Published: September 2006 by Simon and Schuster Audio
Source: my audiobook copy was bought at my local library sale
Publisher's Summary: Margaret Lea works in her father's antiquarian bookshop where her fascination for the biographies of the long-dead has led her to write them herself. She gets a letter from one of the most famous authors of the day, the mysterious Vida Winter, whose popularity as a writer has been in no way diminished by her reclusiveness. Until now, Vida has toyed with journalists who interview her, creating outlandish life histories for herself - all of them invention. Now she is old and ailing, and at last she wants to tell the truth about her extraordinary life. Her letter to Margaret is a summons.
Somewhat anxiously, the equally reclusive Margaret travels to Yorkshire to meet her subject - and Vida starts to recount her tale. It is one of gothic strangeness featuring the March family; the fascinating, devious and wilful Isabelle and the feral twins Adeline and Emmeline.
Margaret is captivated by the power of Vida's storytelling. But as a biographer she deals in fact not fiction, and she doesn't entirely trust Vida's account. She goes to check up on the family, visiting their old home and piecing together their story in her own way. What she discovers on her journey to the truth is for Margaret a chilling and transforming experience.
My Thoughts: The Omaha Bookworms read this one a few years ago and none of them ever particularly gushed about it so, although I've had the book for some time, I didn't get around to "reading" it until I picked up the audiobook. Maybe the Bookworms should have listened to this one because the audio version is one I will definitely be recommending.
Biana Amato and Jill Tanner take on the reading duties in this one, one reading the parts set in the present time as Margaret Lea's voice and one reading the parts set in the past as Vida Winter tells her story. They are both remarkable good, helped, for me, by their British accents. I'm a sucker for a proper British accent!
The story itself was a little uneven for me. I was definitely more interested in Vida Winter's story and this was were nearly all of the action and tension in the book happened. Without Margaret's story as well, though, the book would not have had the balance it needed. Things slowed down in the middle of the book where a greater part of the story was Margaret's, but all of that was necessary later in the story. I had, to an extent, figured out the big secret of the book fairly early on but that didn't dampen my enthusiasm for the wild ride to the finish.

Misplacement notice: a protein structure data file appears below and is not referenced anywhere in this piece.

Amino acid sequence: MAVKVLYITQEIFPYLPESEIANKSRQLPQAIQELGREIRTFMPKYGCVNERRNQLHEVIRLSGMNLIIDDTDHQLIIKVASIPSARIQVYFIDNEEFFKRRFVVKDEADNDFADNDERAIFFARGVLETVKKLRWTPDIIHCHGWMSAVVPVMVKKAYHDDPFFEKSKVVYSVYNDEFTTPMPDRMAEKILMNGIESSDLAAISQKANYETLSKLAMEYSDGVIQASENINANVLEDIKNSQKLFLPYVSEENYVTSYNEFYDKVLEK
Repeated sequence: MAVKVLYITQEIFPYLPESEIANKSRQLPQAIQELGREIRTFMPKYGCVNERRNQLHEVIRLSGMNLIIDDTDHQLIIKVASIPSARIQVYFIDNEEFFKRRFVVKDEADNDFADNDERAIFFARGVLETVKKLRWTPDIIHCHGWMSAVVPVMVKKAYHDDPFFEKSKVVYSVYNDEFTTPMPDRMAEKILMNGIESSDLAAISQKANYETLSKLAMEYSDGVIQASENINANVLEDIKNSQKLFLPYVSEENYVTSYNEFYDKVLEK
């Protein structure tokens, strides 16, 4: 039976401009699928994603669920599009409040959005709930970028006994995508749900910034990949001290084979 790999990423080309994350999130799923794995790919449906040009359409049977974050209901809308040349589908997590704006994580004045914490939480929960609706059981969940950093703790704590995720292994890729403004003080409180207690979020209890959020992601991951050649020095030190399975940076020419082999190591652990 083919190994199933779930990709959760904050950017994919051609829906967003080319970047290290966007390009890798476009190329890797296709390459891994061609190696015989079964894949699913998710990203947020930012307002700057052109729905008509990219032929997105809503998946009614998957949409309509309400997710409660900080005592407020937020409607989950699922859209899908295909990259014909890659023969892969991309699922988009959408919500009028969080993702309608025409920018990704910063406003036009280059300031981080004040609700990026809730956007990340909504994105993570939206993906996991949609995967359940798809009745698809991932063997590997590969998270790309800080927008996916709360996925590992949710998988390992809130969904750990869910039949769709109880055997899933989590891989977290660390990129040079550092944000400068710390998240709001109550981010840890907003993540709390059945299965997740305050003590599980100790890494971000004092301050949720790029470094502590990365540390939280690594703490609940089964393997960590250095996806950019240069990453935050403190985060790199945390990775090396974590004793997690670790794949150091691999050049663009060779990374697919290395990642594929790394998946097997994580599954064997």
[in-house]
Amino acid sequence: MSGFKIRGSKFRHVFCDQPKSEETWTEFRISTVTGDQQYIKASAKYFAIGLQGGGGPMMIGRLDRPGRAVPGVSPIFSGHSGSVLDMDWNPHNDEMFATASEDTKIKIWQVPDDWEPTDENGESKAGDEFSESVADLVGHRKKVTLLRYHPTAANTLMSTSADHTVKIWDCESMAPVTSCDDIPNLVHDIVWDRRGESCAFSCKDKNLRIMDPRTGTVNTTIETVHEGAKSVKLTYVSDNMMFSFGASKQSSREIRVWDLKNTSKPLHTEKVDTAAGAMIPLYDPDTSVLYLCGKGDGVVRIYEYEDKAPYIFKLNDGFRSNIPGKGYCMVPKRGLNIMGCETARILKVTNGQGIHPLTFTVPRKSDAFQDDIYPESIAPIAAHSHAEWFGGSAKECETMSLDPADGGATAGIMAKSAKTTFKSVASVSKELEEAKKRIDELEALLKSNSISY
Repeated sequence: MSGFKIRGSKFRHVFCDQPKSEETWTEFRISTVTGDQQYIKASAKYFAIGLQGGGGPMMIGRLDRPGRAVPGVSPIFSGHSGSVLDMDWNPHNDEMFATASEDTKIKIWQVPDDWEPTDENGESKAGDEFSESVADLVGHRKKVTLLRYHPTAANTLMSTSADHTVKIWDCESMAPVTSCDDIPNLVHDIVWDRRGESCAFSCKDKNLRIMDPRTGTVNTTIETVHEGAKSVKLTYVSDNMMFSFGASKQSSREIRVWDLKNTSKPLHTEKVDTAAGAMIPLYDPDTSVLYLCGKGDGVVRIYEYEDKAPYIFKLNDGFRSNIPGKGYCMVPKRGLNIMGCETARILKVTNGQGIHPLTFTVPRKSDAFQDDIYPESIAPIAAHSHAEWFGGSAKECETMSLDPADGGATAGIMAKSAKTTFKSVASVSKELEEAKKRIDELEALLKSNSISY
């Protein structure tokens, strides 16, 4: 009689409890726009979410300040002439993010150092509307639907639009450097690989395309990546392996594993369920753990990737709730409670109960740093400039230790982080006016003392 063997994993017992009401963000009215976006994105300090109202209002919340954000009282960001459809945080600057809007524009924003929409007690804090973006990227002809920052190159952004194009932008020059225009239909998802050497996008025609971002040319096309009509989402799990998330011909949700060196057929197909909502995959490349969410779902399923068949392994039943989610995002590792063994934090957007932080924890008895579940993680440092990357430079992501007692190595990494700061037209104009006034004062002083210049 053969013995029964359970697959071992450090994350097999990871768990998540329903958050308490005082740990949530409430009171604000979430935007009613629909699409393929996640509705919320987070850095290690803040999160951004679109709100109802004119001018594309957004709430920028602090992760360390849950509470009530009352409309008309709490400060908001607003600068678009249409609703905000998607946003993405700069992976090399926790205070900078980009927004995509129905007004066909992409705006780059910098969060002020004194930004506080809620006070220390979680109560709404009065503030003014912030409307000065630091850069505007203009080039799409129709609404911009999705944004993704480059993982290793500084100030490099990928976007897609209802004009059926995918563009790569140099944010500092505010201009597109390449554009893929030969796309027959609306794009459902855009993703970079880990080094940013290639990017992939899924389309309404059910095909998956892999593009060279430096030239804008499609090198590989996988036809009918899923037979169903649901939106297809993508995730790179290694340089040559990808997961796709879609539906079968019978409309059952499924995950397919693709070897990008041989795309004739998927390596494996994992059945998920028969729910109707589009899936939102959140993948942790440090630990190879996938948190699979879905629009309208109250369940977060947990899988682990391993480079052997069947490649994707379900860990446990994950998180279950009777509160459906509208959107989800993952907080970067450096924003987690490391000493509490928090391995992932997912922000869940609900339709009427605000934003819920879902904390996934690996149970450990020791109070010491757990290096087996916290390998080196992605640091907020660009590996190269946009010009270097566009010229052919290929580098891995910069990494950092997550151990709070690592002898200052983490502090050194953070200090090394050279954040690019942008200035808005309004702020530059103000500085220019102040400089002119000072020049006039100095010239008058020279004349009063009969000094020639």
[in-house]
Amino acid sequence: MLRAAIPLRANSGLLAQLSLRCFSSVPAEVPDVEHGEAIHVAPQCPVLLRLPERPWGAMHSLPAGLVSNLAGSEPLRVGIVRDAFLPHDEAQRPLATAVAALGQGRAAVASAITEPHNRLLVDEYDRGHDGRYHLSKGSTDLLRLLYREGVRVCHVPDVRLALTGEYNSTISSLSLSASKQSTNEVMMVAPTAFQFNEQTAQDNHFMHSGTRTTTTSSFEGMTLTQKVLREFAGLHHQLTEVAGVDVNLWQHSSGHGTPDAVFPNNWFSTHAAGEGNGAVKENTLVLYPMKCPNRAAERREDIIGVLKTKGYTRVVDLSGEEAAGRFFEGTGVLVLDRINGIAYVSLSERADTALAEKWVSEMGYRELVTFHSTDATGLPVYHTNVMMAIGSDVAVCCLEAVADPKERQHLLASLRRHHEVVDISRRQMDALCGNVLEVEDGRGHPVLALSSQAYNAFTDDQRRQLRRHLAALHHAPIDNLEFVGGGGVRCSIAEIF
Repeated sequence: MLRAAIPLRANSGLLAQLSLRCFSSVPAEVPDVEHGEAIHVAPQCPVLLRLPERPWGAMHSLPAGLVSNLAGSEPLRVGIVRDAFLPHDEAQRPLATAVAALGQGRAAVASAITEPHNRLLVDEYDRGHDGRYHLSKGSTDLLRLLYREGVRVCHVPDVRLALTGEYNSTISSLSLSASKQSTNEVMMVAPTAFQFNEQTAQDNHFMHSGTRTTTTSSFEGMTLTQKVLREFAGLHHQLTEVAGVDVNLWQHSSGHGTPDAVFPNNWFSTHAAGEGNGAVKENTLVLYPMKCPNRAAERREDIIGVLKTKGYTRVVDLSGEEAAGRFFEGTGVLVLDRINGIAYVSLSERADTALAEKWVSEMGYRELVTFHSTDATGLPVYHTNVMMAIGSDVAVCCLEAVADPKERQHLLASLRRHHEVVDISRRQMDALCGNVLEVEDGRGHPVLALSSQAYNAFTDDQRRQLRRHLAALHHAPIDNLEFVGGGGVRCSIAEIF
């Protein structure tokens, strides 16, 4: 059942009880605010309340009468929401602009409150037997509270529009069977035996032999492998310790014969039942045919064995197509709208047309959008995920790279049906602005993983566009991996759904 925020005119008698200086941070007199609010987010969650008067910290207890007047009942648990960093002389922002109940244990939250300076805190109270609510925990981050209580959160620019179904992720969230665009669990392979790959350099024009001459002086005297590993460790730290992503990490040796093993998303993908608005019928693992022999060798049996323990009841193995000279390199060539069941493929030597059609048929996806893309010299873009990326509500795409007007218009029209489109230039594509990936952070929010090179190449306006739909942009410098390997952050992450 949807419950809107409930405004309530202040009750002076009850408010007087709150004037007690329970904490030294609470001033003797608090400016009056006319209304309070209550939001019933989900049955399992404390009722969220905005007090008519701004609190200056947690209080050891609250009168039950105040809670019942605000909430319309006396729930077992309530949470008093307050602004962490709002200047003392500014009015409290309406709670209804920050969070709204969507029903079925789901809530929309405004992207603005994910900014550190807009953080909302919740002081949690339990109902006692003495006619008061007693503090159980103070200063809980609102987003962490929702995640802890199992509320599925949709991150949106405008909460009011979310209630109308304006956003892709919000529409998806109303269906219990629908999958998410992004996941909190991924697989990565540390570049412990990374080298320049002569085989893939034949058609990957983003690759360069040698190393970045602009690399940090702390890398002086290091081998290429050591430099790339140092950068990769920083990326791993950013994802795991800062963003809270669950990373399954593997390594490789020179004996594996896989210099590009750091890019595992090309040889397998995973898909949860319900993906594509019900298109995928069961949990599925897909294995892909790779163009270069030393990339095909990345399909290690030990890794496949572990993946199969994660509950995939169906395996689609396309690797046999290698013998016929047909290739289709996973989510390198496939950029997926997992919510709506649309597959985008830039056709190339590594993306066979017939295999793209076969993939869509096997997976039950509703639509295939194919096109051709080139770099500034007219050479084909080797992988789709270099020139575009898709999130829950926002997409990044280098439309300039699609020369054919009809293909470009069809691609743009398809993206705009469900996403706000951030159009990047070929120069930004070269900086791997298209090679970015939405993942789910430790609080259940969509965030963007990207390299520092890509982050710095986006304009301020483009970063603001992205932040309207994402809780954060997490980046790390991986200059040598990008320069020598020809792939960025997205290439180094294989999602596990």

Setterfield's writing is mesmerizing and atmospheric, reminding me of Charlotte Bronte (clearly intentional as Bronte's Jane Eyre appears repeatedly in the story) and Sarah Waters. It's not just the stories of Margaret and Vida that made me so fond of this book, it was Setterfield's love of books that shone through frequently. In a passage about how a book stays with you after you finish it, in an chapter where Vida makes Margaret imagine what she might do to save the books she loves from being forever destroyed, and in this paragraph where Vida explains what it means to be a writer, Setterfield lures her readers into not just this book, but all books.
" For nearly sixty years I have eavesdropped with impunity on the lives of people who do not exist. I have peeped shamelessly into hearts and bathroom closets. I have leaned over shoulders to follow the movements of quills as they write love letters, wills and confessions. I have watched as lovers love, murderers murder, and children play their make-believe. Prisons and brothels have opened their doors to me; galleons and camel trains have transported me across sea and sand; centuries and continents have fallen away at my bidding. I have spied upon the misdeeds of the mighty and witnessed the nobility of the meek. I have bent so low over sleepers in their beds that they might have felt my breath on their faces. I have seen their dreams."
I've waited a long time to read this book. I'm glad about that for two reasons. It allowed me the time to come across the audio version and, now that I have discovered I want to read something more by Setterfield, it means I don't have nearly as long to wait as others have had to wait.